TODAY: We will start off with mostly cloudy skies and temperatures just above freezing in the mid-30s with light winds out of the East at 5 to 10 MPH as showers chances climb back up to 70% for isolated showers off and on. As we move through the day we will see the daytime high of mid to low 40s right around noon then temperatures will fall in the afternoon as cold arctic air filters into the region from the North. This will take temps back into the mid-30s and lower the freezing line to around 750 to 1,000 Ft. However with Dewpoints in the low 30s by this time we do have a threat of “Wet Bulb effect.” This means we could see snow mixed in with any showers that come through even if we are only in the mid to upper 30s but would not stick to the ground or would only last an hour or two before melting. Best chance to see this happen will be in the evening and overnight hours of Wednesday & Thursday.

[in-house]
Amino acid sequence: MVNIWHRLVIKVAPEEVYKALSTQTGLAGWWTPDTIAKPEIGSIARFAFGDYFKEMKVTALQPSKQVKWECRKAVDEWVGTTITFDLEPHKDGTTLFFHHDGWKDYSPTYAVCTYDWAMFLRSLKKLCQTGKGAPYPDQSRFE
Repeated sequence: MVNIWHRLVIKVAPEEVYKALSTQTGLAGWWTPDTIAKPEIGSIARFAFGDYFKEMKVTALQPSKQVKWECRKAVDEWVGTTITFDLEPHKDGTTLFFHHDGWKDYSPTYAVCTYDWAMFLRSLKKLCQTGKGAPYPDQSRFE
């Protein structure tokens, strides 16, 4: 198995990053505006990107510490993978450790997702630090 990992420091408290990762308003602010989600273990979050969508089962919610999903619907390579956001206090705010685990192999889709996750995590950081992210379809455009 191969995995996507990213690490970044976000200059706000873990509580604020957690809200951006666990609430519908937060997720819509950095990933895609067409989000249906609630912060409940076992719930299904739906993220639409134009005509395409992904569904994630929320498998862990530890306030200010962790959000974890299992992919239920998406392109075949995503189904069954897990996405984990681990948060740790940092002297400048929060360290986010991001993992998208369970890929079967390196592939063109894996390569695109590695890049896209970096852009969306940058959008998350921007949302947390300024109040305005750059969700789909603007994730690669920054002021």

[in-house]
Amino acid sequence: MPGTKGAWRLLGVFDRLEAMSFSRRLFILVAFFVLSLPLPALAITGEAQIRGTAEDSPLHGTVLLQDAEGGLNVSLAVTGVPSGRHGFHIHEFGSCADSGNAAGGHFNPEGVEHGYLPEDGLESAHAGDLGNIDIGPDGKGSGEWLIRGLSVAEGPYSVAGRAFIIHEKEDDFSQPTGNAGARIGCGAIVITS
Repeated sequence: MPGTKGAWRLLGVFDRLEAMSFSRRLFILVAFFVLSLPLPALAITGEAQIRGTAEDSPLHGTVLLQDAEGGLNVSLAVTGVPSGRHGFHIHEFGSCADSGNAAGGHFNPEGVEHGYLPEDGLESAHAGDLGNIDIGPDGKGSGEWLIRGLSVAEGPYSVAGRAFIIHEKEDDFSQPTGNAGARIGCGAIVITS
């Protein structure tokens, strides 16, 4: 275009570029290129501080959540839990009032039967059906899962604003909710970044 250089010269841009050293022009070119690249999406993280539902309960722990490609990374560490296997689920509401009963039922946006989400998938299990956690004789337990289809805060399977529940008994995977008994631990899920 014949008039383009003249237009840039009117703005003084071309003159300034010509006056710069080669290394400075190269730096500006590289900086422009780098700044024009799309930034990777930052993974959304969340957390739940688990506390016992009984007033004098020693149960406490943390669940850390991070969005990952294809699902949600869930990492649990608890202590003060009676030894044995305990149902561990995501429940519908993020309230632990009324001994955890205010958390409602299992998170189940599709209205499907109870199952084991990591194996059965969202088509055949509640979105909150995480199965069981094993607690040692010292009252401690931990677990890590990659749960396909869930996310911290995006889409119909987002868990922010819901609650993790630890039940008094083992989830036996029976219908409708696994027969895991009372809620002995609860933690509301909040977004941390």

LATE WEEK: The region is under a fairly complex upper pattern with this morning`s low having already moved across eastern Oregon earlier today with a compact and filling secondary low currently crossing the central Oregon Cascades. A deformation zone currently stretches from about Corvallis northeast to Mt. Hood. The band is becoming more diffuse although a trailing burst of rain in the last hour has brought a new month of February record to the Portland Airport. The monthly total is at 10.04 inches as of about 215 pm which breaks the record of 10.03 inches from February, 1996. Accumulating snow levels are currently around 4000 feet to the south and about 3000 feet to the north they will lower back to around 3500 feet to the south and 2500 feet to the north as a pseudo front begins to push southeast over the region behind the primary deformation band. Will leave the snow advisories in place as planned with the North Oregon Cascades ending at 6 pm and the Lane County Cascades ending at 10 pm tonight. A large scale upper trough will continue to shift southeast to cover the entire Pacific Northwest by this time tomorrow. The colder and drier air mass is becoming apparent at the coastal sites with dew points lowering into the mid-30s. As the trough digs south, another reinforcing and smaller scale closed low will slide down the western periphery of the parent trough tomorrow. This will bring a brief period of particularly unstable air over the region and possible thunderstorms to the Coast Range westward. This pattern could be the first shot of low elevation snow mixing in with the rain showers. The upper trough will linger over the broad region through Friday and models do show a fairly vigorous closed low dropping offshore to the west on Friday. So far, it seems far enough west the southerly flow will bring slightly warmer air along the coast where the best threat of precipitation could clip our area. Temperatures will be noticeably cooler the next several days, however, an overall lack of modest easterly flow will keep the best chances for accumulating snow above 1000 feet. That said, all of the showers over the next few days will not likely bring more than a couple inches of snow over any given 12-hour period. That would remain below advisory amounts of snow to the foothills. It`s even more unlikely to get more than 6 inches for the Cascades. The lowest elevations, including the Willamette Valley and the Coast, will likely see periods where snow mixes into the showers...particularly during the late overnight and early morning hours. Any accumulating snow at the lowest terrain will occur under a particularly heavy shower but would be unlikely to stay frozen on the ground for more than 1-2 hours.